The guy should not have been suprised when police came a knocking.

    • Not to mention look at his video! He should not be making light of suck a tool.

      Kids watching that will think its a cool fun thing to do.

      Bloody new generation of fire starters incmoming.

      • Wel it sure does look like a fun time, provided you are being sensible with it!
        I had a friend as a kid who’s older brother, at maybe age 12, made a “flame thrower” much like this but out of lego pieces and a small bottle of lighter fluid.
        There will always be a way for people to do silly things.
        They used to call it natural selection

  • I am 45. When I was younger, we made slingshots out of rubber gloves and lots of rubber bands. It punched holes in things with ball bearings. We laughed until we had tears streaming down our faces.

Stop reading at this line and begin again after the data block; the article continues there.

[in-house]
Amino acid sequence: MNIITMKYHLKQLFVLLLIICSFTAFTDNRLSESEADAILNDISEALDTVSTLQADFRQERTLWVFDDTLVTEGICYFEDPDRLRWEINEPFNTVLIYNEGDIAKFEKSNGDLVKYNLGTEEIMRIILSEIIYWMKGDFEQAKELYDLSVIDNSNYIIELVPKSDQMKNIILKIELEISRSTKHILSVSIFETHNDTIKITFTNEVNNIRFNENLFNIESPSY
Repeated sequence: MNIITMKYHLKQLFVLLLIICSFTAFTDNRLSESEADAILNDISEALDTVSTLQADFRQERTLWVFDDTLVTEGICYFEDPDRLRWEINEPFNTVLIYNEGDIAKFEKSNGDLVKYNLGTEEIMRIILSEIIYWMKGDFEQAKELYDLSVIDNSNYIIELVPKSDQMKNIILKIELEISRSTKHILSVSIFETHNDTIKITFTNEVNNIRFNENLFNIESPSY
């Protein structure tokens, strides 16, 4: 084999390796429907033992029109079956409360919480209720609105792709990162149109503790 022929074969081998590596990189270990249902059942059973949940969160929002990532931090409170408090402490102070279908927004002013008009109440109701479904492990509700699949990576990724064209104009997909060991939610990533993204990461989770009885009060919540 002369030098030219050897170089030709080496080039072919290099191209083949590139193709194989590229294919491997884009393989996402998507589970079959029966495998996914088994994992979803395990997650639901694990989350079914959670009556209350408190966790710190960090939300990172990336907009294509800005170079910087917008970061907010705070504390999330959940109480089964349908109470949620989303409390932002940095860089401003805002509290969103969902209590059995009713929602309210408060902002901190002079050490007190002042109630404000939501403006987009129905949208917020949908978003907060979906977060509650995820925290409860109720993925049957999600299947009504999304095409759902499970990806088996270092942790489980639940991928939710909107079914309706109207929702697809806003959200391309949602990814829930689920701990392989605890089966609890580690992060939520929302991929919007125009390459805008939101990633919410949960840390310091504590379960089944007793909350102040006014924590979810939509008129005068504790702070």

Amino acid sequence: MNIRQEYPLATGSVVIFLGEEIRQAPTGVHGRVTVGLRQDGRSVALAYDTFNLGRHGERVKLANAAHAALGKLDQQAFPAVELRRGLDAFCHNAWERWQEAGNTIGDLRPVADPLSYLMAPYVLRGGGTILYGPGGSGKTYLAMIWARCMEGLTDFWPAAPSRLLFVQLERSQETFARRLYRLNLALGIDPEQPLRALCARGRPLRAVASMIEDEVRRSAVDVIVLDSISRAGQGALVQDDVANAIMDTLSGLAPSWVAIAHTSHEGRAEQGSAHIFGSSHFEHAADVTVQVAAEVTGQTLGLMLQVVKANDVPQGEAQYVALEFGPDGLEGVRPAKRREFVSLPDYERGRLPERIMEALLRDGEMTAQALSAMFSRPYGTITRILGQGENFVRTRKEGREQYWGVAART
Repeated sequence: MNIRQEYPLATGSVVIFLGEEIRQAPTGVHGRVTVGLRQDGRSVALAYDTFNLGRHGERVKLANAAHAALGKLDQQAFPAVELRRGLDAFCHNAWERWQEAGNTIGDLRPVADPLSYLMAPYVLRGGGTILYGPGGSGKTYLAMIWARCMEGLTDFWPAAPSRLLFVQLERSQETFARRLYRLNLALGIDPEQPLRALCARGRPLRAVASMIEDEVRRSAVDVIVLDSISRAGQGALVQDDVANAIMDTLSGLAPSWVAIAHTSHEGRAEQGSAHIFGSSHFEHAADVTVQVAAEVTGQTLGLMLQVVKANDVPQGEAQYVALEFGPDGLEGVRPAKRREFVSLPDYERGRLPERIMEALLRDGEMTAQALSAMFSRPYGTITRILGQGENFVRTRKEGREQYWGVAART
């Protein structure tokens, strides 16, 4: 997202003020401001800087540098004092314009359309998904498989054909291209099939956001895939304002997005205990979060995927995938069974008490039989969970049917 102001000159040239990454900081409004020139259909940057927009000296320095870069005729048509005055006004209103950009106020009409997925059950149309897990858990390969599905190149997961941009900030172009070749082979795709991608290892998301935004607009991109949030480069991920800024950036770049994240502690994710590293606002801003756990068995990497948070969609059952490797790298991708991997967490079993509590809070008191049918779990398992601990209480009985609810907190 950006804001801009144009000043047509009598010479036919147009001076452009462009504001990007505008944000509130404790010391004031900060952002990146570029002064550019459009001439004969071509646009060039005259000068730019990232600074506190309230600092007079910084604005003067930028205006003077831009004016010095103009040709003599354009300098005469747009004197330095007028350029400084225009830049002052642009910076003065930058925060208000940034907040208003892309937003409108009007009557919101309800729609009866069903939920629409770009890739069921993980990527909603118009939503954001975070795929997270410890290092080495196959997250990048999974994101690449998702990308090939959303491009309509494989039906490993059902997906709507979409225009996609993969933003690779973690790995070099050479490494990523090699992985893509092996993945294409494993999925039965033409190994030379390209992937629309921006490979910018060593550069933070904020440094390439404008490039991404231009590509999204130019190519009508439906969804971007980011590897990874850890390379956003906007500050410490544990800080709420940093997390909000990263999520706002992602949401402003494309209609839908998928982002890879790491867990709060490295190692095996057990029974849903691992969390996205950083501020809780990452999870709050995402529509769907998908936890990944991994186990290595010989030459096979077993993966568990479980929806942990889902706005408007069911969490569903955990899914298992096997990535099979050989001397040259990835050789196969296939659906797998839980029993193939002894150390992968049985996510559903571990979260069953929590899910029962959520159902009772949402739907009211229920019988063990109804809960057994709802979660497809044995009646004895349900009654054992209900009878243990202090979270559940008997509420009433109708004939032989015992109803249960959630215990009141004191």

It was the 1980s and we had a blast being tearaways.

    But there was always one kid, he was the kid that had no filter. He didn’t see anything wrong with showing things off at school in a show and tell kind of fashion and when he attracted attention, he had that kinda hurt look of “uuuuuh what did I do wrong? I don’t understand? Its not a weapon. Its a slingshot for target practice. Honest”

    Christ. If you don’t want attention from all corners of society, why tube it in the first place?

    Oh wait, I know the answer to this one. It’s ahhh…it’s……uhhhh….it’s….

    ….attention seeking?
    ….external validation?

    Kids, this is my stop. It’s time for me to get off this crazy-ass bus.

    I’ll leave you with what my dad told me after we all got dobbed in by Mr Idiot, right before we got grounded:

    “Work hard. Play Hard. Don’t get caught.”